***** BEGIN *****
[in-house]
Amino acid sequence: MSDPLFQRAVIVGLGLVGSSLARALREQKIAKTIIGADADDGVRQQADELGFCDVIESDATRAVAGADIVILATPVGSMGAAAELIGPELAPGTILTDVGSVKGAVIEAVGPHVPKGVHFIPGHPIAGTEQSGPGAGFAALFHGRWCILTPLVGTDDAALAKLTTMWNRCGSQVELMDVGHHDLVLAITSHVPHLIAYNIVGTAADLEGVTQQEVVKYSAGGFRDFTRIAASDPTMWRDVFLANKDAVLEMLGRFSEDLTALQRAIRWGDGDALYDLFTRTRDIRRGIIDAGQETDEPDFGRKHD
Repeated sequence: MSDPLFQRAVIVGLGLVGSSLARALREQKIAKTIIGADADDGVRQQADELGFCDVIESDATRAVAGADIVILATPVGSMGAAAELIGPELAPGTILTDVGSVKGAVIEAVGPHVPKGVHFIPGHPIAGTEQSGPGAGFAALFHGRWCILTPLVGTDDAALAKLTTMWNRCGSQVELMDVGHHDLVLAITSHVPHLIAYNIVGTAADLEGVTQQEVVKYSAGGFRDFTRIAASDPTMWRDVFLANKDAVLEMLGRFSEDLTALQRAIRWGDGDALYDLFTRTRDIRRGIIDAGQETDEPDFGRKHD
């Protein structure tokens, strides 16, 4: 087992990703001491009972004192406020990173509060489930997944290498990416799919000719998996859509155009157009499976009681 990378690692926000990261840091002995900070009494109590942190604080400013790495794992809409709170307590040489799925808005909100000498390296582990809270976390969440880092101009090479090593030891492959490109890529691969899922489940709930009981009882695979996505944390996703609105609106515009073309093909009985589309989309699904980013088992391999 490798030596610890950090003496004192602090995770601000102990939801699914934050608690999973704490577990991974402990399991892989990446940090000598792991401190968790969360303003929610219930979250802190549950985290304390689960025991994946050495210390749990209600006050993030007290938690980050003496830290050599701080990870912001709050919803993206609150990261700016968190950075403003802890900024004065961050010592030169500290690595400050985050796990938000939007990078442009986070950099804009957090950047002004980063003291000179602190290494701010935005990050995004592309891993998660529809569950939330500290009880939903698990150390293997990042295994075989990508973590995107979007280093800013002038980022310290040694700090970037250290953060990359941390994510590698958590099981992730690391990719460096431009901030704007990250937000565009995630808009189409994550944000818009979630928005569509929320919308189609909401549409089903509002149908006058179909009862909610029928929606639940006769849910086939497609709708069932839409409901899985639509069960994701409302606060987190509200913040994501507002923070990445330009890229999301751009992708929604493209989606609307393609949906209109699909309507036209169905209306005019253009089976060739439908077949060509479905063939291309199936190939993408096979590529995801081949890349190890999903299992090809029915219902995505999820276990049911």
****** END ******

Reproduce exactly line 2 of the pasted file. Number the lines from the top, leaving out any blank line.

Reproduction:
Amino acid sequence: MSDPLFQRAVIVGLGLVGSSLARALREQKIAKTIIGADADDGVRQQADELGFCDVIESDATRAVAGADIVILATPVGSMGAAAELIGPELAPGTILTDVGSVKGAVIEAVGPHVPKGVHFIPGHPIAGTEQSGPGAGFAALFHGRWCILTPLVGTDDAALAKLTTMWNRCGSQVELMDVGHHDLVLAITSHVPHLIAYNIVGTAADLEGVTQQEVVKYSAGGFRDFTRIAASDPTMWRDVFLANKDAVLEMLGRFSEDLTALQRAIRWGDGDALYDLFTRTRDIRRGIIDAGQETDEPDFGRKHD